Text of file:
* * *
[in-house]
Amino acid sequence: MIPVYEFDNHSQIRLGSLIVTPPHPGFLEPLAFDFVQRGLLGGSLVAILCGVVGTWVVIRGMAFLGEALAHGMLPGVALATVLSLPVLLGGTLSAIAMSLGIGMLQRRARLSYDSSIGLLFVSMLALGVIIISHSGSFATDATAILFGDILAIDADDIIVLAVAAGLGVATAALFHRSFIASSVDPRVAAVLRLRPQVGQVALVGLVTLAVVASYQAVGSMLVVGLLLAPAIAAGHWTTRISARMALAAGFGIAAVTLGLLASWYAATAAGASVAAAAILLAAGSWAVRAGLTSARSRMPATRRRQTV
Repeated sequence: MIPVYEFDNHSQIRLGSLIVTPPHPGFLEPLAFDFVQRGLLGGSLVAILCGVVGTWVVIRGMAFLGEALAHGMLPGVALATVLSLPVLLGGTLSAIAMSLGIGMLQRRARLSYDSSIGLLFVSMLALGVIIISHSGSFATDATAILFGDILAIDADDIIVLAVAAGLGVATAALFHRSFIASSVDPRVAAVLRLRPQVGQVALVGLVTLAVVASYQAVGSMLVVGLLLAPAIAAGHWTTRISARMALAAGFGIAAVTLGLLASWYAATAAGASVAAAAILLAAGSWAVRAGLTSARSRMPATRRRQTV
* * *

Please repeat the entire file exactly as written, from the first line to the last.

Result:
[in-house]
Amino acid sequence: MIPVYEFDNHSQIRLGSLIVTPPHPGFLEPLAFDFVQRGLLGGSLVAILCGVVGTWVVIRGMAFLGEALAHGMLPGVALATVLSLPVLLGGTLSAIAMSLGIGMLQRRARLSYDSSIGLLFVSMLALGVIIISHSGSFATDATAILFGDILAIDADDIIVLAVAAGLGVATAALFHRSFIASSVDPRVAAVLRLRPQVGQVALVGLVTLAVVASYQAVGSMLVVGLLLAPAIAAGHWTTRISARMALAAGFGIAAVTLGLLASWYAATAAGASVAAAAILLAAGSWAVRAGLTSARSRMPATRRRQTV
Repeated sequence: MIPVYEFDNHSQIRLGSLIVTPPHPGFLEPLAFDFVQRGLLGGSLVAILCGVVGTWVVIRGMAFLGEALAHGMLPGVALATVLSLPVLLGGTLSAIAMSLGIGMLQRRARLSYDSSIGLLFVSMLALGVIIISHSGSFATDATAILFGDILAIDADDIIVLAVAAGLGVATAALFHRSFIASSVDPRVAAVLRLRPQVGQVALVGLVTLAVVASYQAVGSMLVVGLLLAPAIAAGHWTTRISARMALAAGFGIAAVTLGLLASWYAATAAGASVAAAAILLAAGSWAVRAGLTSARSRMPATRRRQTV